In Justin Lin the Fast and the Furious series finally found a director capable of delivering the set-pieces it needed. The vault robbery that closes Fast Five is every bit as OTT as his cast’s line-delivery, his direction every bit as pneumatically muscular. Scale and excess are matched by a wit and spacial clarity missing from other franchise entries, its sense of escalation embracing the ridiculous with both seriousness and outright glee.
Even without the close-quarters smackdown at the centre of Gareth Evans’ ultra-violent road rage set-piece, the stunt work alone puts The Raid 2 in the top half of our list; his team as quick with a handbrake turn as with flurried fists. Par for the course, the scene’s in thrall to Evans’ bloodthirsty wit – that machine gun to the face! – but it’s his coverage of Iko Uwais’ battle with four goons in the backseat of the lead vehicle that seals the deal.
“It’s 106 miles to Chicago, we’ve got a full tank of gas, half a pac of cigarettes, it’s dark and we’re wearing sunglasses.” Like much else in the film, the extended chase at the end of The Blues Brothers serves up a smorgasbord of silliness and excess. A demolition derby of epic proportions that sees the police, the army, a country music group and a bunch of Nazis on the brothers’ tail. More than a hundred cars were wrecked at speeds of up to 120mph. Near untouchable for sheer frivolity of scale.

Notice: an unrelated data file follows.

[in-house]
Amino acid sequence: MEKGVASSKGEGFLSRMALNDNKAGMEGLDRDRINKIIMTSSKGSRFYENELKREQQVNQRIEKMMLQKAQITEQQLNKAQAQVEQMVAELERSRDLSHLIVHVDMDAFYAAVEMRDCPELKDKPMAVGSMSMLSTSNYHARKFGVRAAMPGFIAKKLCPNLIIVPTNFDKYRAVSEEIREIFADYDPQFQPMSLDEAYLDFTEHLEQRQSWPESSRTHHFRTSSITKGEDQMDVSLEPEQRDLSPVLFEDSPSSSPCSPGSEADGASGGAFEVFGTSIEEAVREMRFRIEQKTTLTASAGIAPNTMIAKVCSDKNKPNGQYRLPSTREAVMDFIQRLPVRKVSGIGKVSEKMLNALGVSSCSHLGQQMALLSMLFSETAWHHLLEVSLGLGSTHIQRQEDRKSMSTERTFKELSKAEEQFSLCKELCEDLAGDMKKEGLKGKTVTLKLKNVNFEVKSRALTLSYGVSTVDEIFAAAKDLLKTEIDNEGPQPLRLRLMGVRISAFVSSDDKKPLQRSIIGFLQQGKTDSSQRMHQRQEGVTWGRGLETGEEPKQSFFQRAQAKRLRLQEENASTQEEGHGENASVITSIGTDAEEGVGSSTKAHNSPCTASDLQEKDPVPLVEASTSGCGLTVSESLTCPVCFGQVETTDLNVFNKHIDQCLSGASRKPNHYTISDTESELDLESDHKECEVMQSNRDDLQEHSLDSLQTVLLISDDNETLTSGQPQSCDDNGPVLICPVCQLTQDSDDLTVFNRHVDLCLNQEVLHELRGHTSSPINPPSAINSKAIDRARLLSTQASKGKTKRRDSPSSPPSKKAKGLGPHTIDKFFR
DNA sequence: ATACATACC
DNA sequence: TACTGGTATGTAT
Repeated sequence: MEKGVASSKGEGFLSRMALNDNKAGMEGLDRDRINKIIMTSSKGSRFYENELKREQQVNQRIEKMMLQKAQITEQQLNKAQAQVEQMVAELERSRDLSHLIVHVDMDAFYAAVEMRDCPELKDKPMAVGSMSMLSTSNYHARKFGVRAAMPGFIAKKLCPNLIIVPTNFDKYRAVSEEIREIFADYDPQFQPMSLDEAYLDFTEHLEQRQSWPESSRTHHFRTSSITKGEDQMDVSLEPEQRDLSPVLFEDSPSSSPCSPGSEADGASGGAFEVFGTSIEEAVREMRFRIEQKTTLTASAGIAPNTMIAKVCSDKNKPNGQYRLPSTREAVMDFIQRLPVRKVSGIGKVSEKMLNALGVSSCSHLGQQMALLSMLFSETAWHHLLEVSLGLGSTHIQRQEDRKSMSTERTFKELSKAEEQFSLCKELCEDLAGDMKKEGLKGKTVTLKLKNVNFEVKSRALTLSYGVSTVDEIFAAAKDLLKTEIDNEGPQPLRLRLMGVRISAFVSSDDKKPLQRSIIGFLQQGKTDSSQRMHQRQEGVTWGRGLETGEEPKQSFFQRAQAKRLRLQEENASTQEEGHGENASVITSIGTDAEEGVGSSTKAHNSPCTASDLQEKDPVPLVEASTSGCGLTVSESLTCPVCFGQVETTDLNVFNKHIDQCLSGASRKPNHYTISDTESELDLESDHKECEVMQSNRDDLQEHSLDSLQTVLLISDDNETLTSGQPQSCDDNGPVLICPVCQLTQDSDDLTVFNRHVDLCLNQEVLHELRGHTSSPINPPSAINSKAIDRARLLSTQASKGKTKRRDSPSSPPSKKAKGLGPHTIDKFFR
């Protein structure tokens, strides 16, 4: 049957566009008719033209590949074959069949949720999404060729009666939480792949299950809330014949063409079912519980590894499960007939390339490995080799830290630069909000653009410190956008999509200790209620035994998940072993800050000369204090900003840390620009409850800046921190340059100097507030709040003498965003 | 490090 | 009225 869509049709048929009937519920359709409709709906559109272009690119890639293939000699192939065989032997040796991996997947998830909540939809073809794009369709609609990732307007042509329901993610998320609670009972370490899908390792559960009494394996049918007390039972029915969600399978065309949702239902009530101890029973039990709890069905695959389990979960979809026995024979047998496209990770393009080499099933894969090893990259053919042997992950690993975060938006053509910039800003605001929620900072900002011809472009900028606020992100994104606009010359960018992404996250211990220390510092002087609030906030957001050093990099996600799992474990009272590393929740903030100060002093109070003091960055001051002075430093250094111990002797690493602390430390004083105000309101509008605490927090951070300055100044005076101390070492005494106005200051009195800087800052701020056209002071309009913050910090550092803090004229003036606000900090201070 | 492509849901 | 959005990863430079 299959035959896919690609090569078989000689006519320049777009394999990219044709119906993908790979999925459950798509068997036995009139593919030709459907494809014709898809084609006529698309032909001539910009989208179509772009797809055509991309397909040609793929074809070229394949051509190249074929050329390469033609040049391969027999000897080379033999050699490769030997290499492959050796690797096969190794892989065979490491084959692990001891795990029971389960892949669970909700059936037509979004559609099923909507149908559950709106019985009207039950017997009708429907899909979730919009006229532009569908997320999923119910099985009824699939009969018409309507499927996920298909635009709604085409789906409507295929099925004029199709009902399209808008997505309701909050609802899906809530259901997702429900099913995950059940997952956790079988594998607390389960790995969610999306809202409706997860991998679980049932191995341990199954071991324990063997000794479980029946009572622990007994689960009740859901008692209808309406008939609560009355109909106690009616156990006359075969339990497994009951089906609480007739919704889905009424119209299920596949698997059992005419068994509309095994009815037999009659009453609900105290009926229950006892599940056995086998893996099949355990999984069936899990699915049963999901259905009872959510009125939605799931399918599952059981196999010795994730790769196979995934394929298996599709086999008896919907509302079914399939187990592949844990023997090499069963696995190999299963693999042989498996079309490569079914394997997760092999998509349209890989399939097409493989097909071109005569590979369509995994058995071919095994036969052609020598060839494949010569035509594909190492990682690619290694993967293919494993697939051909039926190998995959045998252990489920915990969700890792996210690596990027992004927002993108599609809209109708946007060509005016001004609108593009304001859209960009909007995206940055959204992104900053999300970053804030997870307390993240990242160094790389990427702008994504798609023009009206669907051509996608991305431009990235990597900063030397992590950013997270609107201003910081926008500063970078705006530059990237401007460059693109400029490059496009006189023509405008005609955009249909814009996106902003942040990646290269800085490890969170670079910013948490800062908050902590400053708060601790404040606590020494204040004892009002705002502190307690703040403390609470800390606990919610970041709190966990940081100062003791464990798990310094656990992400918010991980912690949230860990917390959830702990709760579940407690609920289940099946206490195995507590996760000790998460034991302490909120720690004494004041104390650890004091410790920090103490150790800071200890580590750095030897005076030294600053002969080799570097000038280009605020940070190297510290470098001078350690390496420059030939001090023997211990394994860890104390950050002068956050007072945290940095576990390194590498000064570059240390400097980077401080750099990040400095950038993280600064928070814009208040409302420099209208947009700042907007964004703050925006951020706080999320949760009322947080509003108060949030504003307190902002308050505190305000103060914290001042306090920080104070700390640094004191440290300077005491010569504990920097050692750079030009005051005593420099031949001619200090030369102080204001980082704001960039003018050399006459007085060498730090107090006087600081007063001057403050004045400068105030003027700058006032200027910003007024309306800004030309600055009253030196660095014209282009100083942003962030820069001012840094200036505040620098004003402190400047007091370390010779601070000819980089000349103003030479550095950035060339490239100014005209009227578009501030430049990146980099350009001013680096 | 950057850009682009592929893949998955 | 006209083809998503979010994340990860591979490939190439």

Okay, so technically another non-car chase… Buster Keaton hitches a ride on the front of a bike, speeding through ’20s Los Angeles. Not noticing the cop behind him has been knocked off, he careers through a series of near-misses. The escalation of obstacles in his path is magnificent, the timing of the sight-gags every bit the mark of a perfectionist. Stunningly executed, and not even the best sequence in the film.
For a director ever-willing to transpose his gobbiness to the screen, Death Proof provided Quentin Tarantino with his best opportunity to date to exercise his considerable action chops. His best or his worst film, depending who you ask (we’re in the former camp) there’s no escaping his unloading a lifetime’s appetite for genre fare into the film’s astonishing set-pieces. The climactic chase is as good as anything he’s done. Period.